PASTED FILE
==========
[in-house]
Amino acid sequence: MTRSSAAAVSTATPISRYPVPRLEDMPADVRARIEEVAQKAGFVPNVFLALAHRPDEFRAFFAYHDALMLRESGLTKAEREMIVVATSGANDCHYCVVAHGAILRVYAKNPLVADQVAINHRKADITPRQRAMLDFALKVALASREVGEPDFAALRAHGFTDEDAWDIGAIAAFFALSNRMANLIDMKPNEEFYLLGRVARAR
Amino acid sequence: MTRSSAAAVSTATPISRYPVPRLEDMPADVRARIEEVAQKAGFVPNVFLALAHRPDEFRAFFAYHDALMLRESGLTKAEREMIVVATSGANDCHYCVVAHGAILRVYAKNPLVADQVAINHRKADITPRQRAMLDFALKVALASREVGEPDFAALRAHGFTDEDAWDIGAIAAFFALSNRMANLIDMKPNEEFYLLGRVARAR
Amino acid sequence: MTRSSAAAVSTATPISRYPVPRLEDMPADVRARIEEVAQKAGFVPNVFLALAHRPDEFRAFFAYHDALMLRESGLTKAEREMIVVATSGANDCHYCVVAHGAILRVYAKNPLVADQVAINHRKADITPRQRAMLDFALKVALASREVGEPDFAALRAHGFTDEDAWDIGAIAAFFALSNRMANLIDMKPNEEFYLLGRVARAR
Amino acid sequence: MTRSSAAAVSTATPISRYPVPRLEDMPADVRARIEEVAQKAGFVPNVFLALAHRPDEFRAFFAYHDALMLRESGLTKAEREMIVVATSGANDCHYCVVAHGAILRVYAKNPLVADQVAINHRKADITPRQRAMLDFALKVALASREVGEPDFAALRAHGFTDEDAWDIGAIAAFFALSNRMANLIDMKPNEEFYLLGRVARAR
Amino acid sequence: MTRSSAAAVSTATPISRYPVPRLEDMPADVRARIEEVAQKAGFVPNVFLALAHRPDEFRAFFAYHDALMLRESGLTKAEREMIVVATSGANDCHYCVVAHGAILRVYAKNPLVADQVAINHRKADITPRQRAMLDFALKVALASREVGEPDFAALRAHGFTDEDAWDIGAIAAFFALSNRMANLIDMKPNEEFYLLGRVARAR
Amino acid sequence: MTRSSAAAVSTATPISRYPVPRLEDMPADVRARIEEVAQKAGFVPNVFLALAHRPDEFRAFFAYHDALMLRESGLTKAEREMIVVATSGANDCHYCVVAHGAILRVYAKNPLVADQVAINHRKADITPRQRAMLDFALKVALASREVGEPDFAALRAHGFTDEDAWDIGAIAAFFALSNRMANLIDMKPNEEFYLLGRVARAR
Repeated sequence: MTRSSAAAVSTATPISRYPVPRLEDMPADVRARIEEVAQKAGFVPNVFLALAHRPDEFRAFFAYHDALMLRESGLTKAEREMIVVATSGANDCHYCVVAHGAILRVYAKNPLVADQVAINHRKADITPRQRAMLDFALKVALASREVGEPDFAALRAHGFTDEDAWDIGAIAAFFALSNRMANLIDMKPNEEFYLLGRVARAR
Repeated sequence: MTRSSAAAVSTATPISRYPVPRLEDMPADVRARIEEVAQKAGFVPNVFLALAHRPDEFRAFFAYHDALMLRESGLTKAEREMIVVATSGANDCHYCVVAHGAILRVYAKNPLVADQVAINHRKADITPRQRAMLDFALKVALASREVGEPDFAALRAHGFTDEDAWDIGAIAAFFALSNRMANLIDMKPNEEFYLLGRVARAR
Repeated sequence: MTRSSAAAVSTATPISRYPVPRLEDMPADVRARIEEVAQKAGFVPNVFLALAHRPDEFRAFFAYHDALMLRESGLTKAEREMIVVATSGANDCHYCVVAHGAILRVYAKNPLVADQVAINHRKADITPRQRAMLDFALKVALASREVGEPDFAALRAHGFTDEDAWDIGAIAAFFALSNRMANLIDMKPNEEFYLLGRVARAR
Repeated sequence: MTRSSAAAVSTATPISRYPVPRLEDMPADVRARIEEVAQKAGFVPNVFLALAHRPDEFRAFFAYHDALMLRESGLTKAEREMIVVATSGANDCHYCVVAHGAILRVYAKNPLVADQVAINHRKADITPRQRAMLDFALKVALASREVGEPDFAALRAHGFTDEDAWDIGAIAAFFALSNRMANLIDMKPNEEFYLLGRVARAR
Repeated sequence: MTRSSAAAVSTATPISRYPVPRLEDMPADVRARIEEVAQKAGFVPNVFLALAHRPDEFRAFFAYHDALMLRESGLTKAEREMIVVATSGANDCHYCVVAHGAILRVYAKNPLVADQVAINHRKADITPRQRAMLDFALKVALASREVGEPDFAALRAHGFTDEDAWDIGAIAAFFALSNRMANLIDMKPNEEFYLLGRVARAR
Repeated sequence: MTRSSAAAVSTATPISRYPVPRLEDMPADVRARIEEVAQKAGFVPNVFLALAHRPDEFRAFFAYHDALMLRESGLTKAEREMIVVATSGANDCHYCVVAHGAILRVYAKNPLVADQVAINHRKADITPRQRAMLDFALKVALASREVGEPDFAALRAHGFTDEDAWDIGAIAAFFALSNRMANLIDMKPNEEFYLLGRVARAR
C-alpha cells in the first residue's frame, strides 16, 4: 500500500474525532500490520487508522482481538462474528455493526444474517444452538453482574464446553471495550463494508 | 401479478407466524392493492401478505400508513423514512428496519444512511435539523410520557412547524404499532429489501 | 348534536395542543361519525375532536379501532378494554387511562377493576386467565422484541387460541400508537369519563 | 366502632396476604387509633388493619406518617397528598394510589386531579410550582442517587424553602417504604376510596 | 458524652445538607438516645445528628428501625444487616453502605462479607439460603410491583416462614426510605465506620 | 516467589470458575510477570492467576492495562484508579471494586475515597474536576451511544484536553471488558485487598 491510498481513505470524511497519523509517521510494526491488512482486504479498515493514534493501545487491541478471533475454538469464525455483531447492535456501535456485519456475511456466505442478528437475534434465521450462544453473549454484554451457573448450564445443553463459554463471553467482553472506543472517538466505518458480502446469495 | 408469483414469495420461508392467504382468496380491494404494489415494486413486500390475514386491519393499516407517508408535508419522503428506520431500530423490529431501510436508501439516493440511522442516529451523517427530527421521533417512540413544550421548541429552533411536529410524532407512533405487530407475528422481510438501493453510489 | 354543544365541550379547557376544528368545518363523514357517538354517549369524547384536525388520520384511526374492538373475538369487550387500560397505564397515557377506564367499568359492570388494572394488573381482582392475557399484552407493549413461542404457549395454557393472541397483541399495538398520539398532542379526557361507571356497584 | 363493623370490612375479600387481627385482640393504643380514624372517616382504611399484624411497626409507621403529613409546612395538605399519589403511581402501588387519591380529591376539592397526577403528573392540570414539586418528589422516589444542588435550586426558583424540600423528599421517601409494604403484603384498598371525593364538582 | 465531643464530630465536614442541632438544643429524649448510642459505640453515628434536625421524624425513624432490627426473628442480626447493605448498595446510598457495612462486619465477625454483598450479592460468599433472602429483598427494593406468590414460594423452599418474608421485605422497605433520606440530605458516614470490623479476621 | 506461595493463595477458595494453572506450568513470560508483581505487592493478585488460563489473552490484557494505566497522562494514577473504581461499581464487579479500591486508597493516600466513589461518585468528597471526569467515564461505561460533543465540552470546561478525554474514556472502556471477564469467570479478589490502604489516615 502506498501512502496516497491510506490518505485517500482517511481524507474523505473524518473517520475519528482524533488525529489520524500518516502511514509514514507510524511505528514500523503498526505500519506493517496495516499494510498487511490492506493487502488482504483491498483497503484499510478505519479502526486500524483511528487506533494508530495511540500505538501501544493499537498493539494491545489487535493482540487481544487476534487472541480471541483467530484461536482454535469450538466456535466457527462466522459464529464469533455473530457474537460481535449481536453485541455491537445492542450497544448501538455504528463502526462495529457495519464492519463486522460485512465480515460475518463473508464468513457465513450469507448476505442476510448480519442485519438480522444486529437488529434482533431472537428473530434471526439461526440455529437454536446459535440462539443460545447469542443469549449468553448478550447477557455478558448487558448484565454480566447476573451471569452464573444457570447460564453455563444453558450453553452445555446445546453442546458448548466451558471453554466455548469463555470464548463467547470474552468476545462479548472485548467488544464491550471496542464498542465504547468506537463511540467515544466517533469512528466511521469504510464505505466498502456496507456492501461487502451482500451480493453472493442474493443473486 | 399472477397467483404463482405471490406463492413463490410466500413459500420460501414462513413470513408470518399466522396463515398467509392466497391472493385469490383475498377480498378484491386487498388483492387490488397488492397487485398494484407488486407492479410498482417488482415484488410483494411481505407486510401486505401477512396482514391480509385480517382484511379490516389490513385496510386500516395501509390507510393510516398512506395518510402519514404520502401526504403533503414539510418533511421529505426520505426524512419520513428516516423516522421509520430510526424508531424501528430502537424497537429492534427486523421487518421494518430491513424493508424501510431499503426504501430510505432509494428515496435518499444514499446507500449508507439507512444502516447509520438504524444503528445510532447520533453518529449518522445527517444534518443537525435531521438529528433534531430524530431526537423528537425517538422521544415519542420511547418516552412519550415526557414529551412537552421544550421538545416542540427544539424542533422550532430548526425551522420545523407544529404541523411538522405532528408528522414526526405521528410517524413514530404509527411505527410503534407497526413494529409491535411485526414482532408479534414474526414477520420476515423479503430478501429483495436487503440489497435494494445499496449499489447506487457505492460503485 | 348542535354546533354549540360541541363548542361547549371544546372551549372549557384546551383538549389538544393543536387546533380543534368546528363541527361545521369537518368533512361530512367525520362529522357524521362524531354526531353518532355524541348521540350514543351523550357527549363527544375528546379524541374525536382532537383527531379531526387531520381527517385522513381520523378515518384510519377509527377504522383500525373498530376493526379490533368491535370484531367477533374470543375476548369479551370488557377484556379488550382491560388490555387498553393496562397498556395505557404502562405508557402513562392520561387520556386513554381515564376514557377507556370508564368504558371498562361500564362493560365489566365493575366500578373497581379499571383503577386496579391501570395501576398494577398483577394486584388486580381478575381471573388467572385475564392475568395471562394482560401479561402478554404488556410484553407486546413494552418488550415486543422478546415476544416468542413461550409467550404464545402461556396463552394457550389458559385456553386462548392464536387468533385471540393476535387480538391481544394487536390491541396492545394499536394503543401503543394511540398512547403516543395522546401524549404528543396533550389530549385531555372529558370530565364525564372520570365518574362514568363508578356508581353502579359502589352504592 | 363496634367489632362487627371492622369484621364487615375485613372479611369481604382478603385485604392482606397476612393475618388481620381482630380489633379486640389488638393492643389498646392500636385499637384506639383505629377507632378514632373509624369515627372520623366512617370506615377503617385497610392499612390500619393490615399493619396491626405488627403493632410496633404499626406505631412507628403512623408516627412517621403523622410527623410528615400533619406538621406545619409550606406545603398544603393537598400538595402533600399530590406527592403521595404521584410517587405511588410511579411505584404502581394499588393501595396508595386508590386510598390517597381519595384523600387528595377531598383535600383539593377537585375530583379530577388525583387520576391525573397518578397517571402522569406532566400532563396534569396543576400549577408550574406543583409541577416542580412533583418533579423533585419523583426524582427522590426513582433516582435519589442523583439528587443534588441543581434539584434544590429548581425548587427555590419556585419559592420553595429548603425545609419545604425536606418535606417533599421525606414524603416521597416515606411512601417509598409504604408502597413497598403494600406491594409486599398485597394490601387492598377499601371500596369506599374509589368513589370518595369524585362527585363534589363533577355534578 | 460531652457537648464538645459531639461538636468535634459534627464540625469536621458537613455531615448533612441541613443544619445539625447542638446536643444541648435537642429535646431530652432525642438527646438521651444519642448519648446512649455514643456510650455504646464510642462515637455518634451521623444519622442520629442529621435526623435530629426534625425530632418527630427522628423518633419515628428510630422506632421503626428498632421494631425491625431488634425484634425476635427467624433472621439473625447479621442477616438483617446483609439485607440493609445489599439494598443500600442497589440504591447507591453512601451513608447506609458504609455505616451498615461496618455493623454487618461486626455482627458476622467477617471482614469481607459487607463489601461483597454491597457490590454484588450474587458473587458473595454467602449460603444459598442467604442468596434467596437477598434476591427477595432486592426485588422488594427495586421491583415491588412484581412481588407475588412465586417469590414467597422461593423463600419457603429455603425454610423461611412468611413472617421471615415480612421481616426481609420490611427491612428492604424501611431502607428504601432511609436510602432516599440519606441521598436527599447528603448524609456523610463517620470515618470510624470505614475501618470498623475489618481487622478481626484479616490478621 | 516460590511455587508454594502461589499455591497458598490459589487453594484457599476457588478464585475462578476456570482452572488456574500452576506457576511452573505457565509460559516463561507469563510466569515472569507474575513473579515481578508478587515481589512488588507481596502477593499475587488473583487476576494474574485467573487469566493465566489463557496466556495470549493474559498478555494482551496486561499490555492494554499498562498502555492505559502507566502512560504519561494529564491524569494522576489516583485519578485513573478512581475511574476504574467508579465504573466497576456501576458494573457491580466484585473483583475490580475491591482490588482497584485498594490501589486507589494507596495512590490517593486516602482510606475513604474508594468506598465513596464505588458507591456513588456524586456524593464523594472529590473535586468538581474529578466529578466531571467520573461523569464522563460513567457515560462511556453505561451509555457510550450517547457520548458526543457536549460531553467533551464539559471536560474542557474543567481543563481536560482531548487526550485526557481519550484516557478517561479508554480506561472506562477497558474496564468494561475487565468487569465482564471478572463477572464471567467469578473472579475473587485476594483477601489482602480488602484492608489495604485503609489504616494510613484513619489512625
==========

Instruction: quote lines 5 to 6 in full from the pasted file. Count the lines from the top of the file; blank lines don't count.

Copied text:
Amino acid sequence: MTRSSAAAVSTATPISRYPVPRLEDMPADVRARIEEVAQKAGFVPNVFLALAHRPDEFRAFFAYHDALMLRESGLTKAEREMIVVATSGANDCHYCVVAHGAILRVYAKNPLVADQVAINHRKADITPRQRAMLDFALKVALASREVGEPDFAALRAHGFTDEDAWDIGAIAAFFALSNRMANLIDMKPNEEFYLLGRVARAR
Amino acid sequence: MTRSSAAAVSTATPISRYPVPRLEDMPADVRARIEEVAQKAGFVPNVFLALAHRPDEFRAFFAYHDALMLRESGLTKAEREMIVVATSGANDCHYCVVAHGAILRVYAKNPLVADQVAINHRKADITPRQRAMLDFALKVALASREVGEPDFAALRAHGFTDEDAWDIGAIAAFFALSNRMANLIDMKPNEEFYLLGRVARAR